Most of us here started horseback riding lessons knowing nothing about horses, which is probably the norm. After 2 years of begging for horseback riding lessons, my parents finally gave in when I was 9 years old. We lived in the city and my parents knew nothing about horses or where I’d gotten bitten by the horse bug. That said my mom made some calls and scheduled some beginner lessons for me at a local stable. The phone call left her feeling unsure about what she needed to purchase to get me outfitted for my first lesson or what to expect. I thought it might be a good idea to set up new riders with what to expect at your first lesson.
Most riders who start in an English discipline, commonly start learning to ride in a style known as the “Hunters”. This discipline stems from England and is based on the foundation of riding skills required for Fox hunting. (It should be noted that in the United States the Fox although chased by hounds, is rarely killed) When you arrive at the stables a few rules of etiquette should be noted.
For your first riding lesson, unless otherwise requested, you should wear a heeled shoe with a high ankle known as a paddock boot. The paddock boot is the preferred shoe to start your journey riding horses. The boot offers a 1-1.5” heel to prevent your foot from slipping through the stirrup irons while you are learning to ride. The high upper and outer of the paddock boot come up above the ankle and provides support and stability for your lower leg as well as protection while on the ground working around the horse.
Jeans work well as entry-level horseback riding pants, but the new rider will quickly find that the inner seam of jeans is highly uncomfortable while riding and will cause blisters where the stirrup leather rubs against your inner calf. Many riders with either purchase breeches to take lessons in or invest in a pair of half chaps, to wear over jeans. Half chaps fit snuggly around your lower leg and over your paddock boots. Half Chaps are commonly made from suede or leather and protect the calf and lower leg from being rubbed by stirrup leathers.
The last thing the new rider will need is a horseback riding helmet. A bicycle helmet does not afford the same protection or coverage as a horseback riding helmet. Investing in your riding helmet is the best way to protect your head in the event of a fall. Helmets are available in a variety of price points to fit just about any budget. Once you have acquired these pieces you are ready for your first lesson.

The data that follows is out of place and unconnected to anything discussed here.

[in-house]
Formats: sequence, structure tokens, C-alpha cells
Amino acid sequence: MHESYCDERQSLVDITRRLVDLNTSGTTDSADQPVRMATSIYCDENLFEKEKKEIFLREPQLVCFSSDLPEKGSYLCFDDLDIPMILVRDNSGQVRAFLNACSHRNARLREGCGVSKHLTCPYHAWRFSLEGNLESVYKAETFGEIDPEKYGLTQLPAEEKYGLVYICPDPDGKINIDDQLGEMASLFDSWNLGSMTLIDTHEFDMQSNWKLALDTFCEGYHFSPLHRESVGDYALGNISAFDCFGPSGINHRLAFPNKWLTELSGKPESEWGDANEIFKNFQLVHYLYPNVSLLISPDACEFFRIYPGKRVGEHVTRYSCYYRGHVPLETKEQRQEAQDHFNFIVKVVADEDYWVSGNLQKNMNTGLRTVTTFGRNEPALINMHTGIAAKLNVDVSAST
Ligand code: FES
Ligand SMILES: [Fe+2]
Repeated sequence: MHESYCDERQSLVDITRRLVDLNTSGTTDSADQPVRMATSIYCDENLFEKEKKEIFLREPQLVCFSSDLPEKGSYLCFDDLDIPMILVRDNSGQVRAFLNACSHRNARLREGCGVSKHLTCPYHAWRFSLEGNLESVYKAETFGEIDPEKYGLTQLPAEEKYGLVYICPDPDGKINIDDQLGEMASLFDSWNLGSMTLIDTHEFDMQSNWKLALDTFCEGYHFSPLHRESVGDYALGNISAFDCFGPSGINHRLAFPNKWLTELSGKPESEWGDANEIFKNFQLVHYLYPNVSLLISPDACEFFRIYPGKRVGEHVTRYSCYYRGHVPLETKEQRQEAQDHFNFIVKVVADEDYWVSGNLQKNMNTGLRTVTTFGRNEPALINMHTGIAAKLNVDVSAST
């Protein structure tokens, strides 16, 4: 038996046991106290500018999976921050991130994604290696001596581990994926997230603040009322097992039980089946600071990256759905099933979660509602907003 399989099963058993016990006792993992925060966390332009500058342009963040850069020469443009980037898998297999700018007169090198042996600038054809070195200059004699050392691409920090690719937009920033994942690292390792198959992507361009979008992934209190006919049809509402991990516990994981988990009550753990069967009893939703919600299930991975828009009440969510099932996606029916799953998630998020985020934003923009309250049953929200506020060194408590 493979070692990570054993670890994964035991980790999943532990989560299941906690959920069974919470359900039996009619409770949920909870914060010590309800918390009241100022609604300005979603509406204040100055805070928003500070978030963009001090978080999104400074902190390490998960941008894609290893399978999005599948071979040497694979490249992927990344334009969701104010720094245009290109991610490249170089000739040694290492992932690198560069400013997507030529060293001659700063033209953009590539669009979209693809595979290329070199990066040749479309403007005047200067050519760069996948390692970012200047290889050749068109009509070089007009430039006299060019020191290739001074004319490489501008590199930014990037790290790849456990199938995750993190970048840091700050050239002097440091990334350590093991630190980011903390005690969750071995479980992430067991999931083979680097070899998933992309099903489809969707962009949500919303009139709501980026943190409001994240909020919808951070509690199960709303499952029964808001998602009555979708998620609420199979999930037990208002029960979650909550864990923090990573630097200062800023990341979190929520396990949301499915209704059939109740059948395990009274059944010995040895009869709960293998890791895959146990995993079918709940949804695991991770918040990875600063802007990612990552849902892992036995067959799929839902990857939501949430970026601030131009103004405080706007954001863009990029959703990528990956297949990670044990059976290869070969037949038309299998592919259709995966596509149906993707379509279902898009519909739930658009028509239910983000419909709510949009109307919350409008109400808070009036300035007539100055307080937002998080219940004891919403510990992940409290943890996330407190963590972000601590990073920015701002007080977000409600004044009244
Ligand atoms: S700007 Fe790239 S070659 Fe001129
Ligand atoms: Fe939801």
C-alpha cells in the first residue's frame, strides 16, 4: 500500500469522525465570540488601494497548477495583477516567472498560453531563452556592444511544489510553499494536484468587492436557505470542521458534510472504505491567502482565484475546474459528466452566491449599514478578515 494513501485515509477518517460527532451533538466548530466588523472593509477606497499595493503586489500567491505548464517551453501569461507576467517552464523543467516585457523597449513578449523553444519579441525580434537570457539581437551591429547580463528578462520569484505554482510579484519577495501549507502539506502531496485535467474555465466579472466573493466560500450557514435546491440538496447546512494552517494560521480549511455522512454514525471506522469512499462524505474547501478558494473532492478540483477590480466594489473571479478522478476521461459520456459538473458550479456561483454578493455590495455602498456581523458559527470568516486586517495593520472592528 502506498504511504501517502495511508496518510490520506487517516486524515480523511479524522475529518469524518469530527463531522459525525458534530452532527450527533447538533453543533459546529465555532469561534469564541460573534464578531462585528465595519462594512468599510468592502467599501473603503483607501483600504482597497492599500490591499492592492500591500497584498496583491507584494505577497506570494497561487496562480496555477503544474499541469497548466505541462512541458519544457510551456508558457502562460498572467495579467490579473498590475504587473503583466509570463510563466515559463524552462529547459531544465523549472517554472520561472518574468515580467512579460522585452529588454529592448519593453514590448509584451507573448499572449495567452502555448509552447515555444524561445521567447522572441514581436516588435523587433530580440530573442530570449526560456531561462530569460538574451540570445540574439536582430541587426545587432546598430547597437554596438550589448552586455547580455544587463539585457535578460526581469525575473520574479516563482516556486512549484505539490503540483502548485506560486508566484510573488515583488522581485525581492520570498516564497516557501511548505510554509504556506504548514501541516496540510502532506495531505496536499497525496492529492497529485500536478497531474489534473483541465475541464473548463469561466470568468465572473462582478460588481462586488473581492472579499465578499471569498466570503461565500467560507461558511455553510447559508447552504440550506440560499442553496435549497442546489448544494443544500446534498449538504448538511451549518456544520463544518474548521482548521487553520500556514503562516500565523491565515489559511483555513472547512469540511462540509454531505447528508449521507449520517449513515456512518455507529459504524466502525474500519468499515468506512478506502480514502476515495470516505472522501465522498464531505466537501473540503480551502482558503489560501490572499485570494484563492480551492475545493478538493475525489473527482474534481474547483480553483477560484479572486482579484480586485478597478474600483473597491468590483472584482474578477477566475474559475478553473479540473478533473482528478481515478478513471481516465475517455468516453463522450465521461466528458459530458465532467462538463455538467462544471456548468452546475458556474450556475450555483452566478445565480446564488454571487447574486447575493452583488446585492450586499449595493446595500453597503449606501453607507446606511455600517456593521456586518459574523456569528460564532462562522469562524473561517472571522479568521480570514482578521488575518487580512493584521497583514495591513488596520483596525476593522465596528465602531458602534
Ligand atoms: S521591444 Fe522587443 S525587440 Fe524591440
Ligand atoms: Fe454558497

At your first riding lesson, you may not have a lot of ride time at your first lesson. There is a lot more to learn at the first lesson than just getting on! You will meet your riding instructor and from there, students can expect to learn the proper way to handle a horse on the ground- beginning with catching and securing your horse.
You will learn how to put on the horse’s halter (a head collar for leading and securing the horse while working with it from the ground). The proper way to lead the horse and how to secure the horse for grooming and getting ready to ride. Once the horse is secured, you will then learn about grooming the horse and the purpose for each of the tools, and how to use them properly. One unique tool that you will learn how to use is a hoof pick. This handheld object resembles an odd flat-sided screwdriver. Your instructor will teach you how to ask the horse to pick up its feet, so you can use the hoof pick to check the horse’s feet for rocks or debris that may be lodged in the hoof.
After the horse has been groomed, you will be shown and taught the names for each piece of the horse's tack. Tack refers to the equipment used to ride such as the saddle, bridle, girth and any other equipment utilized for your lesson. Getting ready to ride is also known as ‘tacking up’ the horse. Each horse you ride may require individualized equipment, you should always check with your instructor whenever you are scheduled to ride a horse you are unfamiliar with.